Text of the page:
It’s the only time of year that we’re not only allowed, but encouraged to pretend to be someone else.

No matter what you think of the idea of Halloween because of its pagan origins, you have to admit it’s fun to dress up and pretend to be someone else just for one night. You’re a princess, a pirate, a rock star. Anyone you want … at least on the outside.

As children we’re asked what we want to BE when we grow. Nurse. Doctor. Fireman. Actor. Cowgirl? Yeah, I wanted to be a cowgirl. Not that I knew what a cowgirl did, but it seemed to fit who I was. Free-spirited. Unconventional. Kooky. The cowgirl outfit and toy six-shooters were my outward signs that I was ready for anything.

It was not until a few years ago that I realized that who I am and what I do are perhaps different things. My jobs shouldn’t define me. Stages or positions in my life shouldn’t either. However, my character (who I am) should come out in whatever I do, where I work, etc.

Character has to be built. Yeah, there’s heredity (nature) and upbringing and experiences (nurture) but character is what those two combined with choices we make (with a redemptive touch of the Master’s hand) that defines who we are.

Romans 5:3-5 says this, “…we know that affliction produces endurance, endurance produces proven character, and proven character produces hope. This hope will not disappoint us, because God’s love has been poured out in our hearts through the Holy Spirit who was given to us.”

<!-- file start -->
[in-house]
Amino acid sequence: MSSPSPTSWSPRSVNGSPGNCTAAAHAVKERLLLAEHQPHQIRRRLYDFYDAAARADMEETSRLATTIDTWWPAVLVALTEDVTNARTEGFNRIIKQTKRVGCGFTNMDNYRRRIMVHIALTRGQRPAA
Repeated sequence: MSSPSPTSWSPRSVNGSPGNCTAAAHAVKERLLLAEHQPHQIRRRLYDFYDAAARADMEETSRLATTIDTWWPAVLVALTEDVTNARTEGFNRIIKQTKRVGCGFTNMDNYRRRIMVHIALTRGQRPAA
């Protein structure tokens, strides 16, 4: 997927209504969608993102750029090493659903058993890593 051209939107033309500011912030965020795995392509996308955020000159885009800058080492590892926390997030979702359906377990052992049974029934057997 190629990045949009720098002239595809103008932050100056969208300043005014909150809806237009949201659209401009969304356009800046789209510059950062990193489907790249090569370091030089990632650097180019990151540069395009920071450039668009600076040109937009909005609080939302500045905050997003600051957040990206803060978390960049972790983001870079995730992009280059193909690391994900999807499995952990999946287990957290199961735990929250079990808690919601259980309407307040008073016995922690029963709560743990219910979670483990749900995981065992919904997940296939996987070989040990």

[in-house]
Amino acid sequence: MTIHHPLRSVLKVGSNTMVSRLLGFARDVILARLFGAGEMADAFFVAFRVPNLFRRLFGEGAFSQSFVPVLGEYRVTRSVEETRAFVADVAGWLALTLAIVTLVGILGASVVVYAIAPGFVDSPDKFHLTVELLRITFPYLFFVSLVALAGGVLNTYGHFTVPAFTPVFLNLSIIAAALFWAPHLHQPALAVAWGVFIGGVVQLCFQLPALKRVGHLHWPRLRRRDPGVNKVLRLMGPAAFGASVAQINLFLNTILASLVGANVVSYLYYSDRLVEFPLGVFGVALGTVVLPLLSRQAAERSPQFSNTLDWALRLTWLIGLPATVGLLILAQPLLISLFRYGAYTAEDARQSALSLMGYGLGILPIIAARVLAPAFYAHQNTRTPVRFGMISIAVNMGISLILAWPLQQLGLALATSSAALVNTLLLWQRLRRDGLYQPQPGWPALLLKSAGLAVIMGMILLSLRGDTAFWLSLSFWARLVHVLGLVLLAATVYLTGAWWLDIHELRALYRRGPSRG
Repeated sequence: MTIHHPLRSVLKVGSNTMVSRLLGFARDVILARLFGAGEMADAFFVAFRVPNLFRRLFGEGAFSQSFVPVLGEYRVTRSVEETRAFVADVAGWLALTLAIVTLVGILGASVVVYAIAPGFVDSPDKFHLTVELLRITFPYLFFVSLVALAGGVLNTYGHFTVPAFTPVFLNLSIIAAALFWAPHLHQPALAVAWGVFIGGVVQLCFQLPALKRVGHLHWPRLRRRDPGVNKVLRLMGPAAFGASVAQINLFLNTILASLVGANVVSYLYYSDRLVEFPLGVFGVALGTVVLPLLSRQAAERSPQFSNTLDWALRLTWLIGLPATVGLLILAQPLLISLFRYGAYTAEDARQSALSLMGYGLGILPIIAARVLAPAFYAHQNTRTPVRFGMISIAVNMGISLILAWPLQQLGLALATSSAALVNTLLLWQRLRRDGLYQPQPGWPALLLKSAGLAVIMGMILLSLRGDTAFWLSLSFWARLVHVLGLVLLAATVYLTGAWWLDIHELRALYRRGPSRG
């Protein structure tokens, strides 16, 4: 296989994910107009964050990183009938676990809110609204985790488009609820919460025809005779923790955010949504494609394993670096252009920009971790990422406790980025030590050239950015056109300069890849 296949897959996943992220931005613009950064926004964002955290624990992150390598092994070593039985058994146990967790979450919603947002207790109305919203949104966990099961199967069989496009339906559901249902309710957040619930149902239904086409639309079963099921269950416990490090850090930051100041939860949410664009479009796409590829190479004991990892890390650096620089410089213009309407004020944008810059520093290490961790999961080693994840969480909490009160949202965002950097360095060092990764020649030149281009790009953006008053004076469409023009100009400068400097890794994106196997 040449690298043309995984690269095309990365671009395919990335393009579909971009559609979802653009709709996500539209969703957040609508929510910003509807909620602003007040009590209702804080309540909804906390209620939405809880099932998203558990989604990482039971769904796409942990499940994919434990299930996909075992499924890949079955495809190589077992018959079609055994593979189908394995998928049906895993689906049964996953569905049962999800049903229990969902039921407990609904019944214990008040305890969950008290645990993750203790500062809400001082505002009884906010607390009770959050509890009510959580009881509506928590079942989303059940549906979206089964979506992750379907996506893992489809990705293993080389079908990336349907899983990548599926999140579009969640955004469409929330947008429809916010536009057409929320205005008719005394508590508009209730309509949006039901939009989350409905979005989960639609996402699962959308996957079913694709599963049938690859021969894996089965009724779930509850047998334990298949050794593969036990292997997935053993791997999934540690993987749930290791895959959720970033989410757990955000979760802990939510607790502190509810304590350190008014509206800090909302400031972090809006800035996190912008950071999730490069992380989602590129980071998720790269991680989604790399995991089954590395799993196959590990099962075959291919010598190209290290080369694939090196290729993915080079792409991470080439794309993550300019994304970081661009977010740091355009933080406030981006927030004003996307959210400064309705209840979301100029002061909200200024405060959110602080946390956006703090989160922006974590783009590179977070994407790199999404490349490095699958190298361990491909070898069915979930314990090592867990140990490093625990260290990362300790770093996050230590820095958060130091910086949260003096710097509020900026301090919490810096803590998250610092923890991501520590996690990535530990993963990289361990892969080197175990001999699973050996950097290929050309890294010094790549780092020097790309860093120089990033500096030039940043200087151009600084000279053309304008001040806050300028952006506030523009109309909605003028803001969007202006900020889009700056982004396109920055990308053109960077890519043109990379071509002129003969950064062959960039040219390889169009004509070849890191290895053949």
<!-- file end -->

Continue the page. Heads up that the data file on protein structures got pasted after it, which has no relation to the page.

Notice the word “produce” in between words like “affliction”, “endurance”, “character”, and “hope”. It’s as though one thing leads to another – a process that will not only test our character but shape it as well.

In 1 Samuel 16: 7 it is said of King David, “God sees not as man sees, for man looks at the outward appearance, but the Lord looks at the heart.”

So you can pretend to be somebody else for a day (or two), but know that who you really are is what God sees and cares about the most.

P.S. I think I still have those six-shooters somewhere.

3 thoughts on “Masquerade

  1. Bruce Cokeroft

    Thanks for this week’s blog post, Nan! I share this concept with anyone who will listen as often as I can. So true that who we are and what we “do” are completely different things.

  2. Pam Nelson

    AMEN sister! I think it is harder for musicians whose gifts are so apparent to see themselves as separate from their gifts. May we all see ourselves as God sees us.
    Really enjoying your blog.


Leave a Reply

Your email address will not be published. Required fields are marked *